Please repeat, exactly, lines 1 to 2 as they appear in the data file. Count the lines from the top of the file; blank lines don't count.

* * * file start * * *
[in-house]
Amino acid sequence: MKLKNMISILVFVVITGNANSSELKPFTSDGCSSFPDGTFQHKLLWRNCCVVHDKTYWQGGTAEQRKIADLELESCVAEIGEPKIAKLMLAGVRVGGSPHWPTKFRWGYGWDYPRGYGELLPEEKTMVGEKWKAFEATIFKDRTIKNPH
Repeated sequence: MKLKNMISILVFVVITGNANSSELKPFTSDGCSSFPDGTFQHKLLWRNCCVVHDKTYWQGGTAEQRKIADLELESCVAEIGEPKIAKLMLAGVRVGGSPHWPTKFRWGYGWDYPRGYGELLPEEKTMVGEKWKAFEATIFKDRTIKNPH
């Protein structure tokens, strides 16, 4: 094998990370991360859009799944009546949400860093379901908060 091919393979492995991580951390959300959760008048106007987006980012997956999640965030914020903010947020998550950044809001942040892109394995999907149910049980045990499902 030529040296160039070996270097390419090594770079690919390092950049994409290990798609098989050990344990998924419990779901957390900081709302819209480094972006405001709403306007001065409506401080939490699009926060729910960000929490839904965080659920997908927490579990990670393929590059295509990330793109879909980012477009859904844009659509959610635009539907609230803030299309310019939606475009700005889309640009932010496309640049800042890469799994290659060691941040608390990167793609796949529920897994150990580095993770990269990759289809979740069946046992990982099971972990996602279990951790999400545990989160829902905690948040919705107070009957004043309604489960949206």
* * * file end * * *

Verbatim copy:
[in-house]
Amino acid sequence: MKLKNMISILVFVVITGNANSSELKPFTSDGCSSFPDGTFQHKLLWRNCCVVHDKTYWQGGTAEQRKIADLELESCVAEIGEPKIAKLMLAGVRVGGSPHWPTKFRWGYGWDYPRGYGELLPEEKTMVGEKWKAFEATIFKDRTIKNPH